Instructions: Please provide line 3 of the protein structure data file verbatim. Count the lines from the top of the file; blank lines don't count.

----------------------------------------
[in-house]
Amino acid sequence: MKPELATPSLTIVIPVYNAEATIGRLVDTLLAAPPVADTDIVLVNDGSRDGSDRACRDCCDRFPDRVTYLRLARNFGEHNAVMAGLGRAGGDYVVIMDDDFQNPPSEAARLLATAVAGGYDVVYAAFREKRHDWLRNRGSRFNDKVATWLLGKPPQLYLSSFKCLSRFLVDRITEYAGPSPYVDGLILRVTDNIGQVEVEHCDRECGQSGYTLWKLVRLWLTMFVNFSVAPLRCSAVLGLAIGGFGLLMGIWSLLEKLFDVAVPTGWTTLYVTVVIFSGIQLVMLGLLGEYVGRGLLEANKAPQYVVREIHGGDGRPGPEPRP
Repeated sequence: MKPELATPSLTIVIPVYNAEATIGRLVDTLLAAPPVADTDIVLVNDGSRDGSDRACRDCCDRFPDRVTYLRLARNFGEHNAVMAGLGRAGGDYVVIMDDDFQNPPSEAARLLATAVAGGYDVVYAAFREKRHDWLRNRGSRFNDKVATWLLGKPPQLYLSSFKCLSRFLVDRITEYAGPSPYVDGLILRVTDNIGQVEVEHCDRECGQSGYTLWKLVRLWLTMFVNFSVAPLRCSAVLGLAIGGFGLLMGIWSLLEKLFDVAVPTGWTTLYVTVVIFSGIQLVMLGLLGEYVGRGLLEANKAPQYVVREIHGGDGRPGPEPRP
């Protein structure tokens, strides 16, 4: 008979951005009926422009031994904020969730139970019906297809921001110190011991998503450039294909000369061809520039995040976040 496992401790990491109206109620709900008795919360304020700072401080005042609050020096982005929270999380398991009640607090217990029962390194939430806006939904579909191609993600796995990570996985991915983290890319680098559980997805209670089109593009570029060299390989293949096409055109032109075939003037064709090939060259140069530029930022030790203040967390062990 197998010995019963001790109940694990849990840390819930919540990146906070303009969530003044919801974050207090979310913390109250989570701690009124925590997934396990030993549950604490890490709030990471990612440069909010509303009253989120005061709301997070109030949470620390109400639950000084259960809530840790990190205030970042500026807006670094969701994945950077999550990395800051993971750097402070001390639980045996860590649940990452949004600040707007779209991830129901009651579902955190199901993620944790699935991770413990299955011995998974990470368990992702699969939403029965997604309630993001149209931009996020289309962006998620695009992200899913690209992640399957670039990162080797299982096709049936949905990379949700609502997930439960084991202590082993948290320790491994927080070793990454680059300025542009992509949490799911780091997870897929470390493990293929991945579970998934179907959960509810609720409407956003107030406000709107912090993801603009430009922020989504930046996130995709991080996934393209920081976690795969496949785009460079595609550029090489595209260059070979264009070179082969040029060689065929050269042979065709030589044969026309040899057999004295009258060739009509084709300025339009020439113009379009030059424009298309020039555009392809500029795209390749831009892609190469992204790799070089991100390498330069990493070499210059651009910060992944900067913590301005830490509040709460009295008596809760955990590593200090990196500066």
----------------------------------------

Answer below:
Repeated sequence: MKPELATPSLTIVIPVYNAEATIGRLVDTLLAAPPVADTDIVLVNDGSRDGSDRACRDCCDRFPDRVTYLRLARNFGEHNAVMAGLGRAGGDYVVIMDDDFQNPPSEAARLLATAVAGGYDVVYAAFREKRHDWLRNRGSRFNDKVATWLLGKPPQLYLSSFKCLSRFLVDRITEYAGPSPYVDGLILRVTDNIGQVEVEHCDRECGQSGYTLWKLVRLWLTMFVNFSVAPLRCSAVLGLAIGGFGLLMGIWSLLEKLFDVAVPTGWTTLYVTVVIFSGIQLVMLGLLGEYVGRGLLEANKAPQYVVREIHGGDGRPGPEPRP